Case Study: Research and Development

AmpliCare: Combating HIV/AIDS in Developing Countries, Roche

Objectives

AmpliCare began in 2002 and is a multi-faceted program to address barriers that prevent early diagnosis of infants born to HIV positive mothers along with HIV viral load monitoring of people on anti-retroviral therapies.

It includes adaptive R&D to address specific conditions in developing countries, building laboratory capacity and enhancing the skills of lab technicians, along with differential pricing for HIV diagnostic tests. 

Diagnosis and monitoring are as essential to effective HIV/AIDS treatment as medicines. In infants, early diagnosis is critical in determining HIV exposure of infants born of HIV-positive mothers, and initiating intervention as soon as possible. Doctors also need to monitor disease progression and efficacy of treatment so they can prescribe the most effective treatment and make adjustments if their patients’ virus levels increases.

The AmpliCare program operates in sub-Saharan Africa, South America and parts of Asia and runs in partnership with the Clinton Health Access Initiative, UNICEF, UNITAID, local governments, healthcare professionals and multi-lateral organisations.

Lessons Learned

Limited healthcare infrastructure, distances, socio-economic constraints, logistical bottlenecks and technological limitations often results in people not returning to collect their test results, or not even being tested in the first place. Two key contributors are the need for fresh blood samples along with the delay in the turn-around time (TAT) of HIV results (can vary from 6-12 weeks).

Due to rapid scale-up of the AmpliCare program, a number of clinics were struggling to manage the laboratory results in a timely fashion. To address this, Roche developed a special dried blood spot collection device to save people from having to travel to the clinic, along with a SMS printer and capabilities to deliver test results to local villages through mobile technology, overcoming issues related to time and transport. The pilot project is under-going feasibility for scalability to other resource-limited settings.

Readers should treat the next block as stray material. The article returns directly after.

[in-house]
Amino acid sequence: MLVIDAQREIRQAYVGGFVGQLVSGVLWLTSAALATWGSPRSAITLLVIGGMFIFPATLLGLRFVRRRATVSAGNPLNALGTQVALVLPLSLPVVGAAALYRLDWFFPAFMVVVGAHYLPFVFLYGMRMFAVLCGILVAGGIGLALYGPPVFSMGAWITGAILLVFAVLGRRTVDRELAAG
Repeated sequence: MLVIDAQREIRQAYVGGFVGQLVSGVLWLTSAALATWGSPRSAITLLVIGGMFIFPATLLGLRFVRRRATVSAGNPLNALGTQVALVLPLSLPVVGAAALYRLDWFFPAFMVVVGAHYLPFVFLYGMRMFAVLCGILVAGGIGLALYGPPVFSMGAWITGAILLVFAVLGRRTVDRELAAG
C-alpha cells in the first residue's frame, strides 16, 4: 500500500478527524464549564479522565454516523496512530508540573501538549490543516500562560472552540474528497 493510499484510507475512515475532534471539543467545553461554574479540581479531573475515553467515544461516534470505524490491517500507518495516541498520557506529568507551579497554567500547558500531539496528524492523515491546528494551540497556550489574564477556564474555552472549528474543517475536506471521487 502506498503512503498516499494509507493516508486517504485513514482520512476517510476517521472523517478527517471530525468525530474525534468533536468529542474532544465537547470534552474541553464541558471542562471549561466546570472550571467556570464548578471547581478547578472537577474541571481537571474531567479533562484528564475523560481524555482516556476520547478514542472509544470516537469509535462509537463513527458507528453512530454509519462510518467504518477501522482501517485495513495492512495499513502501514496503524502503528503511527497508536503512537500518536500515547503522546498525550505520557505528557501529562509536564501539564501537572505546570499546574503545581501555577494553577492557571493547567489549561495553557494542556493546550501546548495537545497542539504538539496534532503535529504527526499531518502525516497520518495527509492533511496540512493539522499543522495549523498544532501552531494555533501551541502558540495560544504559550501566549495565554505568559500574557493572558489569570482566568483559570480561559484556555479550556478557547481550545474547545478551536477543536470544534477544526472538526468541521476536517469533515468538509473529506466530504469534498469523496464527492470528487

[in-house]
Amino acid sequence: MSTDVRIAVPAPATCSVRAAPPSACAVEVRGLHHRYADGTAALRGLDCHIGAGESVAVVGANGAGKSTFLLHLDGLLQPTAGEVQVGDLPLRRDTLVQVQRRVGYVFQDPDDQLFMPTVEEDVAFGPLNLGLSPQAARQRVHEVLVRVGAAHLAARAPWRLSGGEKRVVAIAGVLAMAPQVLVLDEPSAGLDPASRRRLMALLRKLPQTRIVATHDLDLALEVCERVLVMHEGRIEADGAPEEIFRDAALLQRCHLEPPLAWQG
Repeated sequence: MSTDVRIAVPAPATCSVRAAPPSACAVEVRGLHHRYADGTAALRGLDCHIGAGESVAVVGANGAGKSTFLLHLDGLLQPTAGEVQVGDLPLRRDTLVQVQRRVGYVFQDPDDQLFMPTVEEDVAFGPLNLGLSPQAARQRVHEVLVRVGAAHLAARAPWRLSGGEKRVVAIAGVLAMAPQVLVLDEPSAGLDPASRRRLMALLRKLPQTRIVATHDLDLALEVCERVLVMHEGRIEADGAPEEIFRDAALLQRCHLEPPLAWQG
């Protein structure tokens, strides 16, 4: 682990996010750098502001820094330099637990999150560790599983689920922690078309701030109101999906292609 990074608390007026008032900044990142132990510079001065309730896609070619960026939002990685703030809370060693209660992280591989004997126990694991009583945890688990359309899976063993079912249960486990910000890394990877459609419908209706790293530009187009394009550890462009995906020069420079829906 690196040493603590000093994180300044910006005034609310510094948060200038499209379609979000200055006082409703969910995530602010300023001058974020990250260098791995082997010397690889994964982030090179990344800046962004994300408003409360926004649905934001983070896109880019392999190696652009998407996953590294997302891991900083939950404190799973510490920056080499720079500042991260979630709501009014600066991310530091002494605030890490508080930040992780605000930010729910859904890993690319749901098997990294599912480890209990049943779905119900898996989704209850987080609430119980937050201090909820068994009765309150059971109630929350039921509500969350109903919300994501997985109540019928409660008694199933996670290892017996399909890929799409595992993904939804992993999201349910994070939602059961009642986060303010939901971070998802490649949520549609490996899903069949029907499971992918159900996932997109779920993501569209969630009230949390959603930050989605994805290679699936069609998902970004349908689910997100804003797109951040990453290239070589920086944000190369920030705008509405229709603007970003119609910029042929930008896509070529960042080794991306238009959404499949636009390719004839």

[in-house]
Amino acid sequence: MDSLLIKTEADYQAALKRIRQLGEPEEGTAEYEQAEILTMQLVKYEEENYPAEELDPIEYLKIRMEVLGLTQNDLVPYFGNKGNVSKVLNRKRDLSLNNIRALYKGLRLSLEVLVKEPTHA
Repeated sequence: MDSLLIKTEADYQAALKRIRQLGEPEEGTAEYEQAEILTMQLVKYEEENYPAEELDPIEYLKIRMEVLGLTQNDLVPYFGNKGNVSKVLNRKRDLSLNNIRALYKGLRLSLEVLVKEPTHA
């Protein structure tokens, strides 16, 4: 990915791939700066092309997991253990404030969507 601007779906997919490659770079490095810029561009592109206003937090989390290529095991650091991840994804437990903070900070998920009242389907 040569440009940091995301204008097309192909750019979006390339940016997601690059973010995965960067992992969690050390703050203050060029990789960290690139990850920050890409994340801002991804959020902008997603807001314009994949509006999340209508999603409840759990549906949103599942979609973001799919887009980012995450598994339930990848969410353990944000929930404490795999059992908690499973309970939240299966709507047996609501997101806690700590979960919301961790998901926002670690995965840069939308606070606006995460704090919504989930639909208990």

Results to Date

Through AmpliCare, local authorities and hospitals have built and equipped laboratories, trained lab workers and diagnosed and monitored many of their HIV/AIDS patients. An education program trains local doctors and nurses to carry out viral load testing with limited resources, and keeps them fully informed about the latest advances in HIV/AIDS care.

Since 2002, over:

  • 1,350,000 infants have been tested for HIV;
  • 2,100,000 patients on HIV/AIDS therapy have had their viral levels monitored;
  • 600 Healthcare professionals trained on diagnostic testing;
  • 30 testing centres established, including a number of national testing laboratories in Sth Africa Cambodia, Thailand and Myanmar;
  • Over 100 laboratories are trained annually at Roche's Science Academy training facilities in Sth Africa.

Research & Development (pediatric R&D):

  • Developed an innovative Dried Blood Spot sample collection method for infant diagnosis and viral load monitoring for patients on therapy.
  • Developed special SMS printer and capabilities to report patient lab results to remote clinics by text message (SMS) to save patients from having to return to the lab.

Innovative funding mechanisms:

  • In 2011 we worked with health ministries and funding agencies to secure financing for AmpliCare’s Early Infant Diagnosis initiative. By year-end 23% of participating countries were self-financing the programme, 46% were accessing the Global Fund’s resources or other third party funders, while 31% remained dependent on UNITAID.

More Information

www.roche.com/access_to_healthcare